What I find intriguing was the range of sources which the Bulletin utilized. These include:

  • Published and unpublished enemy statements: extracts from newspapers, communiqués.
  • Information obtained by standard methods such as the capture of letters, interrogation of prisoners and of neutral travellers. Captured documents included the Turkish account of events leading up to the Arab Revolt.
  • Topographical intelligence was supplemented by the use of aerial reconnaissance.
  • As early as October 1916 the British were intercepting wireless signals between the Turkish HQ, in Damascus and the beleaguered garrison in Medina.
  • Extensive information was derived through systems of local friendly contacts. An excellent espionage network had been established in Syria before the war, partly through the consular offices but equally through the efforts of less formal agents. A particular station-master, for example, kept a record for the British of every man and parcel transported into Damascus by the Hejaz railway. From the start of fighting the mobile Bedouins in Sinai were particularly valuable as spies, as were some agents in Hauran and Jabal Druze who after 1917 were able to send reports by carrier pigeon to an army loft in Bethlehem.
  • Regular campaign reports were submitted by the Bureau´s officers in the field.

The Bulletin also received a variety of essays and articles on special topics from its contributors, many of whom wrote at length and with scholarly exactness. Hogarth, an eminent historian wrote on the history of Turco-Arab relations, while Lawrence set forth his prescriptions for British relations with the Arabs. Unsigned articles dealt with diverse matters such as the prospects for trade in the Persian Gulf. Lengthy articles are also found from Philby (father of Kim Philby) describing his first crossing of Arabia.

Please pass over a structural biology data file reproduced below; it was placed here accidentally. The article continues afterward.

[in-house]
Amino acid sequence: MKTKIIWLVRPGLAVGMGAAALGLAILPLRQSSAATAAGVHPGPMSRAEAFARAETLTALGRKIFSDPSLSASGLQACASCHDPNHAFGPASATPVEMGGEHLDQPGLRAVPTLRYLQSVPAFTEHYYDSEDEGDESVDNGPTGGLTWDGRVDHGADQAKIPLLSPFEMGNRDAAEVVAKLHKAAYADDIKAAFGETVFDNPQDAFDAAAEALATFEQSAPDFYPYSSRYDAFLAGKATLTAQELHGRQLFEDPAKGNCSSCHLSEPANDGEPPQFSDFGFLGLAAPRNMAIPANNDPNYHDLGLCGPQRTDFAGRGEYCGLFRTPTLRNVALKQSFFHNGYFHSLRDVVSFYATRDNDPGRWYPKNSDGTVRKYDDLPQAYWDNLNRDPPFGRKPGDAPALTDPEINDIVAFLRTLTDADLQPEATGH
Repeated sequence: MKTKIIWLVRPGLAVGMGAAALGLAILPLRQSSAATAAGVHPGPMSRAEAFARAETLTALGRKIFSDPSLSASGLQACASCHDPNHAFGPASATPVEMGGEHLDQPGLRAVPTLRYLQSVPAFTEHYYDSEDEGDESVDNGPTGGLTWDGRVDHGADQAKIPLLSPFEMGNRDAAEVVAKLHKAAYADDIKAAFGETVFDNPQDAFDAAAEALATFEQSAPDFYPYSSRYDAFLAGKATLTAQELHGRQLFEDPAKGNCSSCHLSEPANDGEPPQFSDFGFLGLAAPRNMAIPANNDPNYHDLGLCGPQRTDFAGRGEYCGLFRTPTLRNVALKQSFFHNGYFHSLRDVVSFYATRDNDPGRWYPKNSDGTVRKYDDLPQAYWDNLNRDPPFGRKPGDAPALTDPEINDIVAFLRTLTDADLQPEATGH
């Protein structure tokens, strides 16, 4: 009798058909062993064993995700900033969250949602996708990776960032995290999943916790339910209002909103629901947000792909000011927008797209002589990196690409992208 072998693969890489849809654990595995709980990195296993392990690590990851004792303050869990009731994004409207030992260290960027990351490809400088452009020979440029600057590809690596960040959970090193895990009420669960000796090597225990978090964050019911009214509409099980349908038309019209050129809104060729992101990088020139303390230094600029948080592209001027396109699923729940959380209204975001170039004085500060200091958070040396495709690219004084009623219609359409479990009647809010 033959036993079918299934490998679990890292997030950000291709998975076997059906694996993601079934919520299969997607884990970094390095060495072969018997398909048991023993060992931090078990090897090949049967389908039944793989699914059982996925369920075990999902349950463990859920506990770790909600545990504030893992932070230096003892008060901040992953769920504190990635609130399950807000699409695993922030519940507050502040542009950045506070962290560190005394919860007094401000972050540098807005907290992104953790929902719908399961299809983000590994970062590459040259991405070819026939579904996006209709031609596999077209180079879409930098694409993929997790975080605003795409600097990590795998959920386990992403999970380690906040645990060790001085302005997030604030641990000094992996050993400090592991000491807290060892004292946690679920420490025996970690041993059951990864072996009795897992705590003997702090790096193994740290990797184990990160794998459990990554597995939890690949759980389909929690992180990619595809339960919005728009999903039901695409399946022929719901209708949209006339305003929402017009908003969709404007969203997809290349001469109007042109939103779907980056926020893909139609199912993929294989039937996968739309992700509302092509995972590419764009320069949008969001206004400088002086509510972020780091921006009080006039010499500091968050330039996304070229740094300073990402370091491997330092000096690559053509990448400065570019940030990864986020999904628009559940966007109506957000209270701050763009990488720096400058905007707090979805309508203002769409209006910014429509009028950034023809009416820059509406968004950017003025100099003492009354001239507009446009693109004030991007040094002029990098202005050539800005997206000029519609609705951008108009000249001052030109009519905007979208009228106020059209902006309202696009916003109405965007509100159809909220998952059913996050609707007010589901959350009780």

Here’s an extract from a Bulletin of a piece by Lawrence in 1917, giving pithy and hard earned ‘commandments” based on his experience. Many of his rules would apply today.

It is also fair to say that the Bureau was not averse to attacking other allied intelligence agencies with whom it disagreed.  Here’s a Lawrence critique of the British Intelligence Department in Basra, under the control of the British Indian political sphere – it’s quite devastating. Lawrence described the head of the intelligence department in Basra as:

“very excellent but he has never been to Turkey, or read about it, and he knows no Arabic. This would not necessarily matter, but unfortunately his staff do not supply the necessary knowledge”

In summary the story of the Arab Bureau and its intelligence product provides a useful example of a  maverick and unorthodox irregular warfare intelligence operation, with very real lessons for today’s Arab spring revolutions. There’s a good book on it here.